“In retrospect, it is clear that since memory prices decline at 26% to 41% per year, and since many users tend to buy constant dollar systems, then every two or three years another bit is required for the physical address space.”


 The planning model for VAX was based on predicting that systems of a given memory size that determines functionality would decline at 80% per year shown in the figure.

System price = .6 x .8 (t-1972) x No. of Bytes in the system

This is an evolution rate of ˝ Moore’s Law, i.e. one more bit is required to address memory every 3 years.  How various systems actually grew over time is beyond the scope of this paper. 

By extending the curves to 2000, one should note that a large timesharing system of 8 Mbytes costing $1 million in 1978 cost less than $5,000 in 1998 and has substantially more primary and secondary memory with comparable high processor performance.

Based on these models, 8 to 16 more bits were required for physical addresses between  1975 and 2000.  Since the VAX 780s shipped  in 1978 with roughly a megabyte of DRAM requiring 20 address bits, the pinch for more memory would occur between 1994 and 2010, depending on how rapidly memory prices declined.   However, given that the address space was used to map files, the address space crunch was immanent by 1990.   It took a long time to alleviate this limit. The transition to 64-bit addressing will occur by 2000 for all server architectures.

Why VAX Was the Ultimate CISC and Not RISC

The VAX was designed to run programs using the same amount of memory as they occupied in a PDP-11.  The VAX-11/780 memory range was 256 Kbytes to 2 Mbytes.  Thus, the pressure on the design was to have very efficient encoding of programs. Very efficient encoding of programs was achieved by having a large number of instructions, including those for decimal arithmetic, string handling, queue manipulation, and procedure calls.  In essence, any frequent operation, such as the instruction address calculations, was put into the instruction-set. VAX became known as the ultimate, Complex (Complete) Instruction Set Computer .  The Intel x86 architecture  followed a similar evolution through various address sizes and architectural fads.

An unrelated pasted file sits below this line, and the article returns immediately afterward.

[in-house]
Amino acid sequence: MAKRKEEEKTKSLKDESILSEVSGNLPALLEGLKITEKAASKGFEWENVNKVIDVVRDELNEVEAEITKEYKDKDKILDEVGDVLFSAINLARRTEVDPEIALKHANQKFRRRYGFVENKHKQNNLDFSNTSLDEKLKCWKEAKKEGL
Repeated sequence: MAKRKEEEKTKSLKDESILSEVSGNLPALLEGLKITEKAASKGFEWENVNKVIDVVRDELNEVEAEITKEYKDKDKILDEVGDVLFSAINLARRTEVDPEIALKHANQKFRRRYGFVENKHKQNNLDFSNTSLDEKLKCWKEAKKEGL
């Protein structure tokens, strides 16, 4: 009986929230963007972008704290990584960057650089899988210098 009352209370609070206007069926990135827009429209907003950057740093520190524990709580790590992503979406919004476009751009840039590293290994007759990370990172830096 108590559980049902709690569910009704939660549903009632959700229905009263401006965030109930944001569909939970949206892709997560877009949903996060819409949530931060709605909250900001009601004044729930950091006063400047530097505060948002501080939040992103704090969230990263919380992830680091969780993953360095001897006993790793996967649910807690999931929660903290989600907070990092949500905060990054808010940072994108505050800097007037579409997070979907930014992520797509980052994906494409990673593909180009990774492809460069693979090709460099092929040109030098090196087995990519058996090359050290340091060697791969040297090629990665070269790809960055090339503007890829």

RISC didn’t cross over CISC until 1985.  This occurred with the availability of large SRAMs that could be used for caches.   It should be noted at the time the VAX-11/780 was introduced, DRAMs were 4 Kbits and the 8 Kbyte cache used 1 Kbits SRAMs.  Memory sizes continued to improve following Moore’s Law, but it wasn’t till 1985, that Reduced Instruction Set Computers could be built in a cost-effective fashion using SRAM caches.  In essence RISC traded off cache memories built from SRAMs for the considerably faster, and less expensive Read Only Memories that held the more complex instructions of VAX (Bell, 1986).

VMS is the Architecture That Mattered… not PDP-11, VAX, or Alpha